The name Titanic derives from the Titan of Greek mythology. Built at Belfast, Ireland, in the United Kingdom of Great Britain and Ireland (as it was then known), the RMS Titanic was the second of the three Olympic-class ocean liners—the first was the RMS Olympic and the third was the HMHS BritannicBritannic was originally to be called Gigantic and was to be over 1,000 feet long. They were by far the largest vessels of the British shipping company White Star Line's fleet, which comprised 29 steamers and tenders in 1912. The three ships had their genesis in a discussion in mid-1907 between the White Star Line's chairman, J. Bruce Ismay, and the American financier J. P. Morgan, who controlled the White Star Line's parent corporation, the International Mercantile Marine Co. (IMM).

The White Star Line faced an increasing challenge from its main rivals Cunard, which had recently launched the Lusitania and the Mauretania—the fastest passenger ships then in service—and the German lines Hamburg America and Norddeutscher Lloyd. Ismay preferred to compete on size rather than speed and proposed to commission a new class of liners that would be larger than anything that had gone before as well as being the last word in comfort and luxury. The company sought an upgrade in their fleet primarily in response to the Cunard giants but also to replace their oldest pair of passenger ships still in service, being the SS Teutonic of 1889 and SS Majestic of 1890. Teutonic was replaced by Olympic while Majestic was replaced by Titanic. Majestic would be brought back into her old spot on White Star Line's New York service after Titanic's loss.

The ships were constructed by the Belfast shipbuilders Harland and Wolff, who had a long-established relationship with the White Star Line dating back to 1867. Harland and Wolff were given a great deal of latitude in designing ships for the White Star Line; the usual approach was for the latter to sketch out a general concept which the former would take away and turn into a ship design. Cost considerations were relatively low on the agenda and Harland and Wolff was authorized to spend what it needed on the ships, plus a five percent profit margin. In the case of the Olympic-class ships, a cost of £3 million (£250 million in 2015 money) for the first two ships was agreed on plus "extras to contract" and the usual five percent fee.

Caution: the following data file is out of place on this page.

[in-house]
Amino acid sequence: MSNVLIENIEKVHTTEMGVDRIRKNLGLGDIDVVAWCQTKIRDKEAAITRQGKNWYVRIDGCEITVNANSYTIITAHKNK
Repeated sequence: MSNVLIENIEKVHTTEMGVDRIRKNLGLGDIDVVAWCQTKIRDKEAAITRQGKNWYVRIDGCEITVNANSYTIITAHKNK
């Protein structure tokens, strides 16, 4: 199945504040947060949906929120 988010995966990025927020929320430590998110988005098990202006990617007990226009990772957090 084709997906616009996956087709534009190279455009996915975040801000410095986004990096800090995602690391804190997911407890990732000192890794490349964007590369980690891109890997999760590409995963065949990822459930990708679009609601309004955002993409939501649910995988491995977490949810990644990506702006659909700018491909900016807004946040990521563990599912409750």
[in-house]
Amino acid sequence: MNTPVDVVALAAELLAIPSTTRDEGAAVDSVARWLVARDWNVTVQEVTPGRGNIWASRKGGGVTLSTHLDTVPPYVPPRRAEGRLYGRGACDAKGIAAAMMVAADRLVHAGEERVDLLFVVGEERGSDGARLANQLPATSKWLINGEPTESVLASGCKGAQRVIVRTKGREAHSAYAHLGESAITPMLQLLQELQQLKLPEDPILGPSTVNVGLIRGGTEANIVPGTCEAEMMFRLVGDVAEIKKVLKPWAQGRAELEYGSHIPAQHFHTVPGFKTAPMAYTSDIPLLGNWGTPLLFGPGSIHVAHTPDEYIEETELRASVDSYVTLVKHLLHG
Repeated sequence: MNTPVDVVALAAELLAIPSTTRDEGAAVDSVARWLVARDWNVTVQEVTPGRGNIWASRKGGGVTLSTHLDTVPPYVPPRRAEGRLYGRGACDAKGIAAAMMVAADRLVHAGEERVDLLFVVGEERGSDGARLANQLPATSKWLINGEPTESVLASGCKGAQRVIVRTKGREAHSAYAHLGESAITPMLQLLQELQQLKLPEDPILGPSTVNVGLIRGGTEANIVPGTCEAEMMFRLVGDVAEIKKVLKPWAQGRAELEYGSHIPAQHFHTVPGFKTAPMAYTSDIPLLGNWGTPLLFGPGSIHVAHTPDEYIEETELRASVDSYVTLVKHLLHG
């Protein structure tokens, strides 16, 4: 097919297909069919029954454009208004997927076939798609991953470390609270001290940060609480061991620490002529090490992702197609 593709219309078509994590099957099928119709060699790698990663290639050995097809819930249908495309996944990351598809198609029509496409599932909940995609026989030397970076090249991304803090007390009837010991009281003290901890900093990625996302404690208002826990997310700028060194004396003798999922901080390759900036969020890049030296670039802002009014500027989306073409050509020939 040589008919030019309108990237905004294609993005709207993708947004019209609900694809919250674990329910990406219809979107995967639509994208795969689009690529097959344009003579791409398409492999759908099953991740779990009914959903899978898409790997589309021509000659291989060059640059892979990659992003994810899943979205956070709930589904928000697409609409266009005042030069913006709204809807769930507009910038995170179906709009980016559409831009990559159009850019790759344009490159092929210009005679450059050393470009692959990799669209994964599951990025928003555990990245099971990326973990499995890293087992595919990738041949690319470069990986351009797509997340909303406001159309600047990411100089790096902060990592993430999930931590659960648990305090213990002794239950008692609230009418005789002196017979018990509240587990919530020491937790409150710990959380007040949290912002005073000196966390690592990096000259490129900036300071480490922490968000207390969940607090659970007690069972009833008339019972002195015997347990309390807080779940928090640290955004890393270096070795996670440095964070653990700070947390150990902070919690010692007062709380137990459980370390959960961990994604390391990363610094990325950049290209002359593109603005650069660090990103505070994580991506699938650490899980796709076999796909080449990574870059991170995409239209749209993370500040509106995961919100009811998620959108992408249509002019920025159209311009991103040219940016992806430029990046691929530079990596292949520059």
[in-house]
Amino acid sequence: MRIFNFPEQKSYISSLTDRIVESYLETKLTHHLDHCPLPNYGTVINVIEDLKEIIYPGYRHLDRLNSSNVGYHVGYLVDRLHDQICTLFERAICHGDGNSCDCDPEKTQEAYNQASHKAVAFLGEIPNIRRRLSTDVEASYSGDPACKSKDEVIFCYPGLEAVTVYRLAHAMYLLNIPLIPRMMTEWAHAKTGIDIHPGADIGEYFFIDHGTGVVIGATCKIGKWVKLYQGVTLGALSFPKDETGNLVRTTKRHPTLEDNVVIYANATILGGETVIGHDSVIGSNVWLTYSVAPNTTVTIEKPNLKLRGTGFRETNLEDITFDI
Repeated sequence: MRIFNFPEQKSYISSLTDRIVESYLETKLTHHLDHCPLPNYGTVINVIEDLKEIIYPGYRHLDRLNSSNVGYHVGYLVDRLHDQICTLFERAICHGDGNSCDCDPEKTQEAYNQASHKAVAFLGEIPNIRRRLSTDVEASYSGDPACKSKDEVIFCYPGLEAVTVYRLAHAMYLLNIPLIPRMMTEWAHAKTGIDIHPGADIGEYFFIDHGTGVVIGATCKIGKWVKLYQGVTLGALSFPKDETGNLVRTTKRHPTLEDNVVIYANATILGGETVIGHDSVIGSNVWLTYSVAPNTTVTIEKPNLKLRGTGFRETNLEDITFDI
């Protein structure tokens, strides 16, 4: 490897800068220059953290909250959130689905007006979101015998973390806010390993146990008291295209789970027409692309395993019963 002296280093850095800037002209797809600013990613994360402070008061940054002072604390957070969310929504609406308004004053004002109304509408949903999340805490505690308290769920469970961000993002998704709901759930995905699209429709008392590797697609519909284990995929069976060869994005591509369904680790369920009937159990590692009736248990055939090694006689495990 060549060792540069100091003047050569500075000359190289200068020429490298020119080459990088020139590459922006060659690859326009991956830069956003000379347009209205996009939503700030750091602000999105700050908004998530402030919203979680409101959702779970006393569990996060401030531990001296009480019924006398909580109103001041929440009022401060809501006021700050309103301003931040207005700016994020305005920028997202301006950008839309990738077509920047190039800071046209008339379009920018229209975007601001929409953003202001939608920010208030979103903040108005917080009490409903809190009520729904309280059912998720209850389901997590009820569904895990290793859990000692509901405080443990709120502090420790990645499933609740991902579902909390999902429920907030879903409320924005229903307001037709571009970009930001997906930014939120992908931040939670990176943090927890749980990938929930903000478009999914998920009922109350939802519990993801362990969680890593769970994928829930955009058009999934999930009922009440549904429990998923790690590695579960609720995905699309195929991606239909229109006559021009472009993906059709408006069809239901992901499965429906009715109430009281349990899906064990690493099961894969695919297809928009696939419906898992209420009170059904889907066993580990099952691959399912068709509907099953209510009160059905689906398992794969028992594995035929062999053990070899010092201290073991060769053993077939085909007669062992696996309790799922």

Harland and Wolff put their leading designers to work designing the Olympic-class vessels. The design was overseen by Lord Pirrie, a director of both Harland and Wolff and the White Star Line; naval architect Thomas Andrews, the managing director of Harland and Wolff's design department; Edward Wilding, Andrews' deputy and responsible for calculating the ship's design, stability and trim; and Alexander Carlisle, the shipyard's chief draughtsman and general manager. Carlisle's responsibilities included the decorations, equipment and all general arrangements, including the implementation of an efficient lifeboat davit design.

On 29 July 1908, Harland and Wolff presented the drawings to J. Bruce Ismay and other White Star Line executives. Ismay approved the design and signed three "letters of agreement" two days later, authorizing the start of construction. At this point, the first ship—which was later to become Olympic—had no name, but was referred to simply as "Number 400", as it was Harland and Wolff's four hundredth hull. Titanic was based on a revised version of the same design and was given the number 401.

Maiden voyage

After completing construction in Belfast, Titanic set sail on her delivery trip to Southampton.

On Wednesday, April 10th, 1912, she departed on her maiden voyage from Southampton to New York. After a nearly colliding with another ship, Titanic arrived at her first stop in Cherbourg. Then she went to Queenstown before departing to New York.

Sinking

Main article: Sinking of the Titanic
200px-Titanic-New York Herald front page

The New York Herald front page.


At 11:40 p.m. (ship's time) on 14 April, lookout Frederick Fleet spotted an iceberg immediately ahead of Titanic and alerted the bridge. First Officer William Murdoch ordered the ship to be steered around the obstacle and the engines to be stopped, but it was too late; the starboard side of Titanic struck the iceberg, creating a series of holes below the waterline. The hull was not punctured by the iceberg but rather dented such that the hull's seams buckled and separated, allowing water to seep in. Five of the ship's watertight compartments were breached. It soon became clear that the ship was doomed, as she could not survive more than four compartments being flooded. Titanic began sinking bow-first, with water spilling from compartment to compartment as her angle in the water became steeper.